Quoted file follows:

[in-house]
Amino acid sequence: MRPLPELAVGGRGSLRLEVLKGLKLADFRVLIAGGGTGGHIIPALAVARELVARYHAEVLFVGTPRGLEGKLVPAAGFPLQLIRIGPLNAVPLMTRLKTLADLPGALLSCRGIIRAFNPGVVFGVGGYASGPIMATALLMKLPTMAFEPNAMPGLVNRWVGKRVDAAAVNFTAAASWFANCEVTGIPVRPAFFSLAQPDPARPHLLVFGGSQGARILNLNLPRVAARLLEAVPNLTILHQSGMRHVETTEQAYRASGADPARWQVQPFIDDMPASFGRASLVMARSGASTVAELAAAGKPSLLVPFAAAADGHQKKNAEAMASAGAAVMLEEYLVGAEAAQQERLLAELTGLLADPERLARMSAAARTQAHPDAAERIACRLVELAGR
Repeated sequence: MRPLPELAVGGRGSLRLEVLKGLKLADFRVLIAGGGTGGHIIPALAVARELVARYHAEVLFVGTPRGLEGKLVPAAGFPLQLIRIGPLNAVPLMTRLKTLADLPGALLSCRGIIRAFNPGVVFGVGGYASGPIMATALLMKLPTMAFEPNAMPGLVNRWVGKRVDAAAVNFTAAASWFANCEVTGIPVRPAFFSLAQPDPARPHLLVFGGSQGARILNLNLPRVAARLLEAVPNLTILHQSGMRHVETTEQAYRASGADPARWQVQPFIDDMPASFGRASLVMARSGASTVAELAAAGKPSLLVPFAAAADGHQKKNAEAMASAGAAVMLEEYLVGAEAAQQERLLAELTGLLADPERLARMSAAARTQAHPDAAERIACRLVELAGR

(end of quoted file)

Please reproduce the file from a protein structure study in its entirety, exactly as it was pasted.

[in-house]
Amino acid sequence: MRPLPELAVGGRGSLRLEVLKGLKLADFRVLIAGGGTGGHIIPALAVARELVARYHAEVLFVGTPRGLEGKLVPAAGFPLQLIRIGPLNAVPLMTRLKTLADLPGALLSCRGIIRAFNPGVVFGVGGYASGPIMATALLMKLPTMAFEPNAMPGLVNRWVGKRVDAAAVNFTAAASWFANCEVTGIPVRPAFFSLAQPDPARPHLLVFGGSQGARILNLNLPRVAARLLEAVPNLTILHQSGMRHVETTEQAYRASGADPARWQVQPFIDDMPASFGRASLVMARSGASTVAELAAAGKPSLLVPFAAAADGHQKKNAEAMASAGAAVMLEEYLVGAEAAQQERLLAELTGLLADPERLARMSAAARTQAHPDAAERIACRLVELAGR
Repeated sequence: MRPLPELAVGGRGSLRLEVLKGLKLADFRVLIAGGGTGGHIIPALAVARELVARYHAEVLFVGTPRGLEGKLVPAAGFPLQLIRIGPLNAVPLMTRLKTLADLPGALLSCRGIIRAFNPGVVFGVGGYASGPIMATALLMKLPTMAFEPNAMPGLVNRWVGKRVDAAAVNFTAAASWFANCEVTGIPVRPAFFSLAQPDPARPHLLVFGGSQGARILNLNLPRVAARLLEAVPNLTILHQSGMRHVETTEQAYRASGADPARWQVQPFIDDMPASFGRASLVMARSGASTVAELAAAGKPSLLVPFAAAADGHQKKNAEAMASAGAAVMLEEYLVGAEAAQQERLLAELTGLLADPERLARMSAAARTQAHPDAAERIACRLVELAGR